D.C. Council member Jack Evans plans to introduce a bill Wednesday that would remove city lawmakers’ from the contract approval process, a controversial power that allows the council to have a say in deals worth more than $1 million and has fueled suspicions of pay-to-play politics in the city.
Mr. Evans, Ward 2 Democrat and chairman of the Committee on Finance Revenue, said the bill dovetails with the city’s focus on ethics reform, including a volunteer effort known as Initiative 70 that seeks to ban direct campaign contributions from corporations.
“Just eliminate the review on contracts, and then you’ve gotten to the crux of the problem,” he said Monday. “I was here when we put (council review of contracts) in place. It’s not like it’s been here forever.”
The council began to review contracts in the 1990s. Mistrust of the city’s mayors during the decade spawned the idea, which came to fruition under the financial control board mandated by Congress, according to Mr. Evans.
“It’s supposed to serve as a check and a balance on the mayor and it doesn’t, because I would say 90 to 95 percent of the contracts we sign off on, people don’t even read ‘em,” said Mr. Evans, who has served on the council since 1991.
Mr. Evans said he does not expect his colleagues to support the proposal at the outset, but they should entertain a hearing on the subject to explore why the council has this oversight power and if it is working.
Mayor Vincent C. Gray declined to comment on the bill Monday, noting he has not had a chance to review it.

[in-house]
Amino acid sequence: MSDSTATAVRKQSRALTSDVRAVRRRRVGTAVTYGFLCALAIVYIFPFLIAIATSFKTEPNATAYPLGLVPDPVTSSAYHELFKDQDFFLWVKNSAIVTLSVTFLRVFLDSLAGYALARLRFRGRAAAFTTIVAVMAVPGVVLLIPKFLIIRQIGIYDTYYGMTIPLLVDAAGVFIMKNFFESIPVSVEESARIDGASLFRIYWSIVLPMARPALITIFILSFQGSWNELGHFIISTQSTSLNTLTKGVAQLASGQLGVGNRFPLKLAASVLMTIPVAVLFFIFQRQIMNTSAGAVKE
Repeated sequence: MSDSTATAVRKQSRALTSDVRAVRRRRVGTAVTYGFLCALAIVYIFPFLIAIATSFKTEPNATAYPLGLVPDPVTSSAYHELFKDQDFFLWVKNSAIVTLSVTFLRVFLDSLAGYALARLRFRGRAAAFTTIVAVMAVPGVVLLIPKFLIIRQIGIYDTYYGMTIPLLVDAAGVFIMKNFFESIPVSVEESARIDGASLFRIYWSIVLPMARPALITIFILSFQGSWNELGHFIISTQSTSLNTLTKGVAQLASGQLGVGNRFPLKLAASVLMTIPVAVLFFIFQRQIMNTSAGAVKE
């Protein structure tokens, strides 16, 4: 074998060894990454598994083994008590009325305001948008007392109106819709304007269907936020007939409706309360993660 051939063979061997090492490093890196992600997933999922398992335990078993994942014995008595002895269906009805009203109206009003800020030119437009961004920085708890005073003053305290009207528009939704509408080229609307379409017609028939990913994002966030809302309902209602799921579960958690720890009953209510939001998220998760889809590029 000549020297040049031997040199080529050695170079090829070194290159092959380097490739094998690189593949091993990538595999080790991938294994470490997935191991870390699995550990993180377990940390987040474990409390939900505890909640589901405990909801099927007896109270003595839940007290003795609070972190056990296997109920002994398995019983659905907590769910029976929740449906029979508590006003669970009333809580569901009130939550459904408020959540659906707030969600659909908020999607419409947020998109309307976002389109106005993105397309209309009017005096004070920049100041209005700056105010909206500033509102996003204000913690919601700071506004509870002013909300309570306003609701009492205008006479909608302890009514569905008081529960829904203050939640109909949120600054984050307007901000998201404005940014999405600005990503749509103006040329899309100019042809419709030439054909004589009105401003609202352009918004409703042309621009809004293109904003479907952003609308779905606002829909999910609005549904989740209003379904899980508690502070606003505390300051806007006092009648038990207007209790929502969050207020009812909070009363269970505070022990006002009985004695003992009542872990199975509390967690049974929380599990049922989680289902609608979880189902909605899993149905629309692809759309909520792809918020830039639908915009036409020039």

Given that it would eliminate council-driven impediments to contracts from his office, Mr. Gray is likely to lend his support for the measure.
“If I were mayor, I would,” Mr. Evans quipped.
But D.C. Council Chairman Phil Mendelson, a Democrat, said revoking council review of large city contracts “would be a mistake.” He said the body’s review process, through public hearings and documents, promotes transparency and can ensure the city gets the best deal.
Disclosure is key, rather than an outright revocation of the council’s oversight powers.
“The issue is the council has to be vigilant about abuse,” Mr. Mendelson said.
In response, Mr. Evans maintained that city lawmakers can always hold a hearing on a contract.
“The predisposition among my colleagues is they don’t want to give up that power,” he said.
Mr. Gray and Attorney General Irvin B. Nathan are also attempting to address fears of undue influence in the contracting process in a package of campaign finance reforms devised over the summer for the council’s review this fall. In it, they propose a ban on campaign contributions — from those who hold or are seeking city contracts of more than $250,000 — to candidates who could hold sway over the contract’s approval.
A grand jury is reportedly looking into the controversial awarding of the D.C. Lottery contact in 2009 to a joint venture known as DC09, a partnership between Greek lottery giant Intralot and a local partner, Veterans Services Corp. The award has been tinged by allegations of meddling by council members at the time, because an initial partnership between Intralot and another local partner, W2Tech, was withdrawn and rebid.
A former procurement officer, Eric Payne, filed a lawsuit claiming he was terminated for raising questions about the lottery award.
More recently, Mr. Gray sparred with council member Marion Barry, Ward 8 Democrat, over his objections to facets of a $34 million contract awarded to Verifone to install smart-meters in the city’s taxicabs. Mr. Barry held up an amendment to the contract that would pay for the meters’ installations, arguing the city should wait for pending protests before the D.C. Contract Appeals Board.
An administrative judge recently agreed in a decision that put the installations on ice pending the appeals board’s review of the protests.
Mr. Evans said his bill would avoid these kinds of obstructions in the future.